Thirdly, the ‘essence’ shared by the ‘persons’ is actually a person, while the ‘persons’ are not. That is, the Supreme Being, in which Father, Son, and Spirit are supposed to subsist, meets the actual definition of a ‘person’, which is a rational individual being. But the Father, Son, and Spirit, being only modes of subsistences within that Supreme Being, are not individuated, and so, are not persons, according to the standard definition of the term. To put scholastic conceptions of the Trinity into 21st century language, then, would be to state a belief in ‘one person with three internal modes of being’. This is modalism.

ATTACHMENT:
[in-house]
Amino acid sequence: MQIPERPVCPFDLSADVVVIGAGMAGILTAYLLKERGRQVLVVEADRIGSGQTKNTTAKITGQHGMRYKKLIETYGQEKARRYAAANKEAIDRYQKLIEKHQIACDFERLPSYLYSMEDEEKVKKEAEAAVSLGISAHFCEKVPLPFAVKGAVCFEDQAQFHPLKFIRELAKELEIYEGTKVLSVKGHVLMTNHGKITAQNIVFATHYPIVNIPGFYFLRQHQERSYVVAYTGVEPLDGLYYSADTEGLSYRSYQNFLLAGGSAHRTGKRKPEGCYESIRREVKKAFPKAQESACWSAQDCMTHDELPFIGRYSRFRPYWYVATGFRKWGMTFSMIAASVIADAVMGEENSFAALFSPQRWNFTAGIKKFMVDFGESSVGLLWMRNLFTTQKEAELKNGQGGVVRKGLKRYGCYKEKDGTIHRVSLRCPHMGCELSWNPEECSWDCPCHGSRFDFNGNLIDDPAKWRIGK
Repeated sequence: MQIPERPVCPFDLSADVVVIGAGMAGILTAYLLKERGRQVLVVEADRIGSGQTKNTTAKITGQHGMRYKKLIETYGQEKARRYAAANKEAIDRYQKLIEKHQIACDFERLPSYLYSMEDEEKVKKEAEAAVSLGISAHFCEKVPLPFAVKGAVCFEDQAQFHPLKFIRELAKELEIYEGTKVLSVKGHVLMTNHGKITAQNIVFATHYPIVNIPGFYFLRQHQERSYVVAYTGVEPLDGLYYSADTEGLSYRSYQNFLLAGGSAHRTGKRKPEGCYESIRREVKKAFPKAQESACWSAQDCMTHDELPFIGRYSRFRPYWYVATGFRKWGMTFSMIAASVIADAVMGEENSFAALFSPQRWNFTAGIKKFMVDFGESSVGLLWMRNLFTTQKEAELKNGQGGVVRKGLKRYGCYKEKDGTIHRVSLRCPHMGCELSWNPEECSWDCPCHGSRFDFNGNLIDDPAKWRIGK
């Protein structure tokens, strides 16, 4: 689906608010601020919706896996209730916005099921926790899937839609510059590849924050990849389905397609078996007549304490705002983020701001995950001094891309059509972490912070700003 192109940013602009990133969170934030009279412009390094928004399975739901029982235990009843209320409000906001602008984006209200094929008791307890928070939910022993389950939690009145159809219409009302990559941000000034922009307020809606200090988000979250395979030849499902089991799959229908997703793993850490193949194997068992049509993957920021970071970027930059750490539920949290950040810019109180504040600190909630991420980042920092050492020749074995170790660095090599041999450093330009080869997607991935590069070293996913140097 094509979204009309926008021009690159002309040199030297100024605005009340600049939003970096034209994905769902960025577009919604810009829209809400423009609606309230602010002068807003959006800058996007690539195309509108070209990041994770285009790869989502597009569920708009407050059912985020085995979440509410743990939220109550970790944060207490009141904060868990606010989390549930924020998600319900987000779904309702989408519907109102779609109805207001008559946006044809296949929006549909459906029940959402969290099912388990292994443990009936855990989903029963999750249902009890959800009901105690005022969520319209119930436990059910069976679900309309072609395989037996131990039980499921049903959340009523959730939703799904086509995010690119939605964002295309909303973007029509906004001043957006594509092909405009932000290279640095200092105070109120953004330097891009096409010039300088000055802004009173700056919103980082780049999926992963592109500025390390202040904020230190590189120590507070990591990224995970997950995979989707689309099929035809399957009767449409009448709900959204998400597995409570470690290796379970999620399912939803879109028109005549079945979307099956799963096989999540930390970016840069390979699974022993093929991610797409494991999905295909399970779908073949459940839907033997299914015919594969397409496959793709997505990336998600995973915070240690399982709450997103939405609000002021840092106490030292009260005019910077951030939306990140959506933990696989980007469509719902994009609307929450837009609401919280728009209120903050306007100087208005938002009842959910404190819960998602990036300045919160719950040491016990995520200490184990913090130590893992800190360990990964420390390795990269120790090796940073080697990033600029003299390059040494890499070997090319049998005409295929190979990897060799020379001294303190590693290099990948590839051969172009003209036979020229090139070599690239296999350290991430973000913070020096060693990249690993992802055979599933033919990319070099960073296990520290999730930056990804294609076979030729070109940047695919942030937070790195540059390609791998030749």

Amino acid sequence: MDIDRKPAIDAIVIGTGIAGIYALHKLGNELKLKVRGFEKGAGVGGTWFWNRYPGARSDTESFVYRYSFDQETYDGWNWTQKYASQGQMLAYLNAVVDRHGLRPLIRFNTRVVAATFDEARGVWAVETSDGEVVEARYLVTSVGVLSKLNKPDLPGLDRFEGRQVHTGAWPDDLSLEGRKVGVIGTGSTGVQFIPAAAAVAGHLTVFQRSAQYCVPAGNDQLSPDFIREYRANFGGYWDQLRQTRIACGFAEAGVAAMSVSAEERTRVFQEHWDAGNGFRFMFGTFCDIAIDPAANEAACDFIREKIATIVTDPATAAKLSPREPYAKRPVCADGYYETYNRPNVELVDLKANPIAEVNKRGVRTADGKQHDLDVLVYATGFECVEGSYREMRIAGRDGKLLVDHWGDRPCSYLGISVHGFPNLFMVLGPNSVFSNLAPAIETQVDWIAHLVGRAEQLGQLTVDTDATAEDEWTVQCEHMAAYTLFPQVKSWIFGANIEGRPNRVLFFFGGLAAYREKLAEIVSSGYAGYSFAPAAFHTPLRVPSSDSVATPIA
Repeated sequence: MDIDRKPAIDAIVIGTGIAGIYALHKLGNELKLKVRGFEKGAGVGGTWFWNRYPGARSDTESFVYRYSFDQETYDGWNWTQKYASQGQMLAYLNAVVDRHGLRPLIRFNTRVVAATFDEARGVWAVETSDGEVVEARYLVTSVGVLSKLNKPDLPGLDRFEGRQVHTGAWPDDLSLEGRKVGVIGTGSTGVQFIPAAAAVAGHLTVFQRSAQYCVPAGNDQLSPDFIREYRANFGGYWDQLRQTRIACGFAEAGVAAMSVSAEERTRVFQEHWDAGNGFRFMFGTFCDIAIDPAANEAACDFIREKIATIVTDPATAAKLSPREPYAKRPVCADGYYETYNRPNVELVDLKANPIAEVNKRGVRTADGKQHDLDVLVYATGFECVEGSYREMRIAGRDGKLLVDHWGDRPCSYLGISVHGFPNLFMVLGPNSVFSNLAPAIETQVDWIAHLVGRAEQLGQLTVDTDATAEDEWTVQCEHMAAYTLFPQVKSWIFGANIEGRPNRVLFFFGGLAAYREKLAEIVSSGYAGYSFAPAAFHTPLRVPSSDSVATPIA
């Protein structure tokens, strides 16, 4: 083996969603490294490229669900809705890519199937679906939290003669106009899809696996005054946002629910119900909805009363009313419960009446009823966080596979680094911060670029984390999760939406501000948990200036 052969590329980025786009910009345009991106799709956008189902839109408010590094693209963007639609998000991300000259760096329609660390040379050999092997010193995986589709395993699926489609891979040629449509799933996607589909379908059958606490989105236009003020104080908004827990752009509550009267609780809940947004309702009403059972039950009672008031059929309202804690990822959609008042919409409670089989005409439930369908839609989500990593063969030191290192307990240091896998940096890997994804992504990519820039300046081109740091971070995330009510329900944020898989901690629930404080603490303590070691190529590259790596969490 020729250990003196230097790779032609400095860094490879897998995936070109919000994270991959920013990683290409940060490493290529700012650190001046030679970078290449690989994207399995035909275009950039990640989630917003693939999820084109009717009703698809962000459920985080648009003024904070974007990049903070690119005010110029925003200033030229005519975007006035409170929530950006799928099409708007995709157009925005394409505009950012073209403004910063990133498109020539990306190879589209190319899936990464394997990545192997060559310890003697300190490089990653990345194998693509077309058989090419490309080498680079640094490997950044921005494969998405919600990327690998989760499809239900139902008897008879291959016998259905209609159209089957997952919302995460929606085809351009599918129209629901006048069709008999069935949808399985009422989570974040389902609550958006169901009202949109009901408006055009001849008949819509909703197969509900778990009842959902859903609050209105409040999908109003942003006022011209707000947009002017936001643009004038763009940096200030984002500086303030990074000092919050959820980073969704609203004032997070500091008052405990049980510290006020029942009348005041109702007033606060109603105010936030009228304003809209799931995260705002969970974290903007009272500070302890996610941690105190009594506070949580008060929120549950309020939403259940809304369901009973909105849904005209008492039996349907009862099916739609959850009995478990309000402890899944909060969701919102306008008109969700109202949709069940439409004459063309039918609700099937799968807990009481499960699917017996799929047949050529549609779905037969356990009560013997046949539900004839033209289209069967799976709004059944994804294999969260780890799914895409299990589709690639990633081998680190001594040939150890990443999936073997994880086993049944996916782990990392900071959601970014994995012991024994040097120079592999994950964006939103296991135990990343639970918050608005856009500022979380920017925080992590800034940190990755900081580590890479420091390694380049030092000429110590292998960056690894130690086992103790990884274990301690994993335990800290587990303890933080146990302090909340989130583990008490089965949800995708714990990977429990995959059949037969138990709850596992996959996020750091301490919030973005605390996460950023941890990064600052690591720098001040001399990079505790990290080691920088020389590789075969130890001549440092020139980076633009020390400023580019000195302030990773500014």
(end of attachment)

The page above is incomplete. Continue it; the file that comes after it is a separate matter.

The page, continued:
Having shown, then, that the scholastic scheme of the doctrine of the Trinity is modalism, then, it is sufficiently refuted by that fact. It fails to live up to the name ‘trinitarianism’, and falls into all of the same damning errors as modalism. Ultimately it is all the same individual Supreme Being, the same person, according to the normal usage of ‘person’, Who created the world and died on the cross and rose from the dead. There is no Father and Son; the Supreme Being has no eternal Son, and so the existence of the Son is denied outright, and the Supreme Being, Who we would otherwise call Father, is the one who died on the cross. The thing called ‘Son’ is merely a mode within this Supreme Being, this sole person, and not in fact the Son of God, but merely a mode within God, incapable of being called ‘the Son of God’ with any truthfulness.